It has been a while, no second year review due to mixed feelings during covid. But thanks to my supervisors, I managed to overcome negative thinking. Thanks to them, I managed to finish my work, and I am now proud to be a PhD in computer science. In this post, I will share with you a summary of my work, some feelings and advises I have to share.
People with head and neck cancers have speech difficulties after surgery or radiation therapy. It is important for health practitioners to have a measure that reflects the severity of speech. To produce this measure, a perceptual study is commonly performed with a group of five to six clinical experts. This process limits the use of this assessment in practice. Thus, the creation of an automatic measure, similar to the severity index, would allow a better follow-up of the patients by facilitating its obtaining.
To realize such a measure, we relied on a reading task, classically performed. We used the recordings of the cancer corpus, which includes more than 100 people 1. This corpus represents about one hour of recording to model the severity index. In this PhD work, a review of state-of-the-art methods on speech, emotion and speaker recognition using little data was undertaken. We then attempted to model severity using transfer learning and deep learning. Since the results were not usable, we turned to the so-called « few shot » techniques (learning from only a few examples). Thus, after promising first attempts at phoneme recognition2, we obtained promising results for categorizing the severity of patients. Nevertheless, the exploitation of these results for a medical application would require improvements.
We therefore performed projections of the data from our corpus. As some score slices were separable using acoustic parameters, we proposed a new divergence measurement method 3. This one is based on self-supervised speech representations on the Librispeech corpus: the PASE+ model, which is inspired by the Inception Score (generally used in image processing to evaluate the quality of images generated by models). Our method allows us to produce a score similar to the severity index with a Spearman correlation of 0.87 on the reading task of the cancer corpus. The advantage of our approach is that it does not require data from the cancer corpus for training. Thus, we can use the whole corpus for the evaluation of our system. The quality of our results has allowed us to consider a use in a clinical environment through an application on a tablet: tests are underway at the Larrey Hospital in Toulouse.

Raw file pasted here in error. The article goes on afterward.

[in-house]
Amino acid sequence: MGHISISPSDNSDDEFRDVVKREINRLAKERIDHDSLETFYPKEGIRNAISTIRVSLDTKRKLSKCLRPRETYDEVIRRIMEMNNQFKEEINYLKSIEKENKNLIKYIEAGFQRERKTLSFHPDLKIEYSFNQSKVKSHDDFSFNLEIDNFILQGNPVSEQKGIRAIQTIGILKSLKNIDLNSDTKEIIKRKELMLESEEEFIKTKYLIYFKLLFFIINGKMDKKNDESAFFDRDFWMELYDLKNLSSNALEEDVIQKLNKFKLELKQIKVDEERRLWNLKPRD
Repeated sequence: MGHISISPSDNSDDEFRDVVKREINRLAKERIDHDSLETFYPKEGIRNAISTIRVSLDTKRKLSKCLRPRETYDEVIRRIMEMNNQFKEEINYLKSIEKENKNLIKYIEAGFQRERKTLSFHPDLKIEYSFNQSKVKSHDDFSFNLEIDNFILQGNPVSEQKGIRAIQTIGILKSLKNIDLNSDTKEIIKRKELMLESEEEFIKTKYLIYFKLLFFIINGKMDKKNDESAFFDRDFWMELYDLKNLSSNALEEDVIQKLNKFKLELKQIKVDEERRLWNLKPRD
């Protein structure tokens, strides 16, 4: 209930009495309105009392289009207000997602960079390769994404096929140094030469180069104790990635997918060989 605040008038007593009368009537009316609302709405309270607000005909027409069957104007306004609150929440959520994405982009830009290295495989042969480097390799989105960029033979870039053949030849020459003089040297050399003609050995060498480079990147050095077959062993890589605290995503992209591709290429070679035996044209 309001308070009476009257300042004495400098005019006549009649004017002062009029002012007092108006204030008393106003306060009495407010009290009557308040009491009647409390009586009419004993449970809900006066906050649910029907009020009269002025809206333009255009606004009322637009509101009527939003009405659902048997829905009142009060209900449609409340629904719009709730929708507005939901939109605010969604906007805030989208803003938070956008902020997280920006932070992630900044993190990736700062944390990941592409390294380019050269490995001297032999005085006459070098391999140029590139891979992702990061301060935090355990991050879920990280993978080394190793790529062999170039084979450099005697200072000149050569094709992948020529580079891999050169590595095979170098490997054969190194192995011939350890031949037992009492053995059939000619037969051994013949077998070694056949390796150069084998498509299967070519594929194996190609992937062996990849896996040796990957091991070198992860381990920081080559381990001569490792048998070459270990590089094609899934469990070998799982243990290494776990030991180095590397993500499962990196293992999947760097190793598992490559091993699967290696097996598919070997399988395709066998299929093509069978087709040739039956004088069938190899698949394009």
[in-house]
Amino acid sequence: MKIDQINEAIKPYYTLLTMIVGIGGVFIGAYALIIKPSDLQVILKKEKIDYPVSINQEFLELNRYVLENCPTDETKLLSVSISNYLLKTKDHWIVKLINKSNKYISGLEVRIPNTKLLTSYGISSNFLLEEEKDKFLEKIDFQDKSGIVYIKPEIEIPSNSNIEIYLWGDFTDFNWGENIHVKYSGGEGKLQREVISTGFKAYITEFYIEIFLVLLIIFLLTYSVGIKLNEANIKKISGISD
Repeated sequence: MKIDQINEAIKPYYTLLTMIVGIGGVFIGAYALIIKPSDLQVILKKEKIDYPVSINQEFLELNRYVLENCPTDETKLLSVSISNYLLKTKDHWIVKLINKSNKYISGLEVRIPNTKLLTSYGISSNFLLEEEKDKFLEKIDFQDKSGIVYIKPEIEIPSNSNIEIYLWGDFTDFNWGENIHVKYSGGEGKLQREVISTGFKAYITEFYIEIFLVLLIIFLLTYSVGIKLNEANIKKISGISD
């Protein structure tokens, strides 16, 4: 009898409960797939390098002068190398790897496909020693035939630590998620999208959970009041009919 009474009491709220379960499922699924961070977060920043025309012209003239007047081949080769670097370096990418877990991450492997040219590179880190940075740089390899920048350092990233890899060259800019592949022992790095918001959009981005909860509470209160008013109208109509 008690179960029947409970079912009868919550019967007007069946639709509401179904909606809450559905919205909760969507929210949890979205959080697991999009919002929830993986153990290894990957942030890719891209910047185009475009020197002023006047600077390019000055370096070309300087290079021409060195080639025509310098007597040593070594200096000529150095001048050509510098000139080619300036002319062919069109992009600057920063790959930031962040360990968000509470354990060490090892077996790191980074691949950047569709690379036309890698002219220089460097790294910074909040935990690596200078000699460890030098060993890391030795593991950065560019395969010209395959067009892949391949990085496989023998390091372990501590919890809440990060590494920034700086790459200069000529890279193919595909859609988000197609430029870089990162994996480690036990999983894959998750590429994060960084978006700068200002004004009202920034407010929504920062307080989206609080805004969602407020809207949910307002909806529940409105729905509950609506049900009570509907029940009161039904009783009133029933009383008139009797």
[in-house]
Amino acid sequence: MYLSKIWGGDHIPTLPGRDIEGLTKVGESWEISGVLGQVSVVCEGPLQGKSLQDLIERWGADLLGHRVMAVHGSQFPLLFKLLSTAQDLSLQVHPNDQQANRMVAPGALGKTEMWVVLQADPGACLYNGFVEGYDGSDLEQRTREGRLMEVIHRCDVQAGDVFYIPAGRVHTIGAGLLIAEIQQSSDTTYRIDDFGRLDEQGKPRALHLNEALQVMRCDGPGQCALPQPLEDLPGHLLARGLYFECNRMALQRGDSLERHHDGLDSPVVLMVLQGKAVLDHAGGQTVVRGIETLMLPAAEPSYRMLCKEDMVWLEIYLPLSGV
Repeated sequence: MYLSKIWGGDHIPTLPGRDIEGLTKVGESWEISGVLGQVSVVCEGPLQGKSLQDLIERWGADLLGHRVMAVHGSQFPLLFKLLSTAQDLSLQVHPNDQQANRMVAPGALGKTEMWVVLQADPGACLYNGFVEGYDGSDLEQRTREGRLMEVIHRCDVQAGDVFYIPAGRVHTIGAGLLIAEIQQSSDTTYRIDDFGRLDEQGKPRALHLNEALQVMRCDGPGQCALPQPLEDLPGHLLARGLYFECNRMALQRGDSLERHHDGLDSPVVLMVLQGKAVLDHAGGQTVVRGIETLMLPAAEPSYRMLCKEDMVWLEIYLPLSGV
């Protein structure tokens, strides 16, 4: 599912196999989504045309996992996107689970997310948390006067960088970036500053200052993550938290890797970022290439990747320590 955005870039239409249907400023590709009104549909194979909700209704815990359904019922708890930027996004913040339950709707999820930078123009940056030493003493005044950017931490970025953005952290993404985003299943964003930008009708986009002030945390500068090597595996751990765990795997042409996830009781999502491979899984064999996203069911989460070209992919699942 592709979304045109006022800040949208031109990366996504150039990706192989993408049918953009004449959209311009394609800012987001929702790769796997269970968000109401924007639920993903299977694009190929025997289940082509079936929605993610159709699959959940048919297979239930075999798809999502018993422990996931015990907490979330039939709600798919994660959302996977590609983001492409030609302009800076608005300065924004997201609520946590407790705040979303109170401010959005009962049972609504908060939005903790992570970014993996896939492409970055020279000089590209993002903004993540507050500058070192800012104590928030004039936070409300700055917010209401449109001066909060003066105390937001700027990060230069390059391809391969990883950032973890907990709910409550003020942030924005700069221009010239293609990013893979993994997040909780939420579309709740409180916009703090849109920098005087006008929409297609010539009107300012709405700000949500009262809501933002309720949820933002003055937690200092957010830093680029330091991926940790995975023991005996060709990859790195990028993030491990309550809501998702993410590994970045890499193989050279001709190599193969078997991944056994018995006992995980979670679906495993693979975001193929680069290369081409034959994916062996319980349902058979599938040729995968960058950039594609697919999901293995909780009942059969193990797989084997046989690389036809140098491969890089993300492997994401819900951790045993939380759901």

Keywords: Speech pathology, severity index, speech disorder, ENT cancer, deep learning, learning with a few examples, self-supervised, entropic measurement, few-shot, limited data, limited amount of data, automatic speech processing.
For my manuscript, I used Latex (as all of my articles). To collaborate with others (especially my supervisors) on it, I used overleaf to have nice comments (more information here), a history of modifications and to synchronize my work in progress on GitHub (for safety as I did not want to rewrite this manuscript from scratch). Once my manuscript goes online, I will add a link to it here for those interested.
Like my manuscript, I used Latex (with beamer) for my presentation! It is not a common choice (I did not see any thesis presentation using Latex) but if you are used to it, you gain so much time to focus on the content instead of the form. I did create my own theme (not from scratch I am not a mad man 🤣) and it was near complete before working on my thesis presentation (as I used beamer for my weekly presentations with my supervisors).
Now let’s talk a little about my feelings, I was stressed for sure, this moment intimidated me. It is so formal, especially the time to complete the presentation (45 min in my case). Usually when I present things, if I take 5/10 more or fewer minutes than expected, and it is fine. But there, I did not have this margin of error. This stressed me and even if I did rehearsal a lot for this one, the more I prepared, the more I felt stressed. Funny thing is when there were problems (people arriving while I was started, missing slides, slides not shared at the beginning and so on) it makes me forgot about the stressing things of the experience. For those who weren’t there, you can see my presentation/”performance” here (sorry folks, this video is in French). I think I could have reduced my stress if I did a rehearsal in the amphitheater and use a digital chronometer (with a large screen) on both my rehearsal and the final day.
I was more at easy with the questions, there I was not limited by the time to answer the jury. Also, the fact that it was interactive reduce the formal aspect of it. Then, after the jury deliberated, I received my PhD title! What an incredible feeling, a mix of joy, stress and relief. All make me cry at the end, what a great moment!
I hope this will help and/or inspire some of you.
This work led to the following publication (yet to be published): Roger, V., Farinas, J., Woisard, V., and Pinquier, J. (2022b). Création d’une mesure entropique de la parole pour évaluer l’intelligibilité de patients atteints de cancers des voies aérodigestives supérieures. In 34e Journées d’Études sur la Parole (JEP2022). ↩